“Imagine a business where, for the first 20 years, the owner would regularly say, ‘Women don’t work here, and they never will,’” Cecily McGuckin says. The business Cecily is referring to is Queensland Steel & Sheet and that business owner was her father, a man who had built his company from the ground up and, like many others in his day, felt that women didn’t have a role to play in it. Fast-forward to now, and Cecily is the CEO of the company.
The barriers women in business face don’t only extend to gender – just ask 15-year old environmental activist Holley Somerville Knott. As the teenage CEO of global social enterprise Tell Someone Who Cares, she has had to work harder to prove herself – but she won’t be dissuaded. “I want to smash stereotypes, change the world, and inspire and empower other women to become leaders and entrepreneurs,” she says.
Here, Holley and Cecily delve into their most defining experiences in business, disrupting industries, pushing boundaries, and paving the way for the next generation of female CEOs.
Defying people’s expectations
As CEO of a company that sells steel to the Australian manufacturing industry, Cecily stands out as a female leader in a still heavily male-dominated industry. But it took Cecily many years to break through the proverbial glass ceiling. “From a very young age I was shown that the steel industry was not a place for females, and in fact our opinions weren’t required,” she shares.
What followed was a determined effort on Cecily’s part to exceed her father’s expectations – she travelled the world, got a business degree, won her first role in construction development, and finally agreed to join her father, triumphant, at QSS. “I believe women have really strong attributes that we can bring to the table, and that businesses can flourish if they give a woman the chance to lead,” Cecily says. “I’ve let my actions build my reputation [and] my father is now my biggest supporter.”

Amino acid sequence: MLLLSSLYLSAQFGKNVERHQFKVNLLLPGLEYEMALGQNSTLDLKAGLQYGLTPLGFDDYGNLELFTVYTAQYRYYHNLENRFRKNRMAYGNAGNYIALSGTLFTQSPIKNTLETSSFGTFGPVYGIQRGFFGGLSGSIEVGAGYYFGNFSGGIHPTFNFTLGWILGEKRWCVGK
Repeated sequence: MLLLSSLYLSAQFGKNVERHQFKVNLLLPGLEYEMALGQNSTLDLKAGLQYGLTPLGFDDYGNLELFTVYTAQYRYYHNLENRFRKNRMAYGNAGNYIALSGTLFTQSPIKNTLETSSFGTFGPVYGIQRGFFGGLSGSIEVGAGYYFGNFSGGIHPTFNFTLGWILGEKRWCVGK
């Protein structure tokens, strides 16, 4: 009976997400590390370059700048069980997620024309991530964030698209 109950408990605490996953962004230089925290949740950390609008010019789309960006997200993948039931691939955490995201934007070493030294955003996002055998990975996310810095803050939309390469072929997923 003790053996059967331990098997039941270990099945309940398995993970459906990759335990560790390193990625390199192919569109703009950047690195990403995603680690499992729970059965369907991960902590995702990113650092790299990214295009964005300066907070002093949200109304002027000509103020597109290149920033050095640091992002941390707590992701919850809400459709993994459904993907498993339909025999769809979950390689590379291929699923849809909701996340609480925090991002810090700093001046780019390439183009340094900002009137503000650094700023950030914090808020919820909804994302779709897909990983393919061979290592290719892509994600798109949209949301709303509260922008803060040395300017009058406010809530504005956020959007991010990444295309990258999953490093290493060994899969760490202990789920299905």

If Cecily is an unlikely CEO in her industry, then Holley is an unlikely CEO in any – after all, she is 15 years old. But as the confident young entrepreneur explains, she has had a desire to make a difference since she was a small child. “I’ve always been a social justice and environmental advocate,” Holley says. “When I was 12, I watched a documentary that showed the destruction that occurred as a result of palm oil production,” she says. “I was shocked and devastated, so I started Tell Someone Who Cares, a social enterprise that saves rainforests.”
Disrupting the palm oil industry, Holley’s business promotes a sustainable alternative: a high-quality vegetable fat called rainforest illipe nut butter. “It was funny sometimes because people didn’t know which was weirder – the name of my business or the fact that I was 14,” Holley quips.
But the teenager takes her work seriously and she wants her sceptics to take her seriously, too. “Living up to the CEO title is something I really care about,” Holley says. “As a teen entrepreneur I am younger and less experienced than my competition, so I’ve had to be enthusiastic about learning, competitive, dedicated, resourceful and passionate,” she says. “I don’t want this to be a novelty… I mean business.”
Seeking counsel as CEOs
If there’s one thing Holley and Cecily have both experienced first-hand, it’s that sometimes in business you don’t have all the answers – and that’s ok. Case in point: Cecily’s first role in the construction industry. “I had no formal training whatsoever, so I sought counsel as often as I could,” she says. “I asked questions of absolutely everybody, from guys onsite to high-level management.”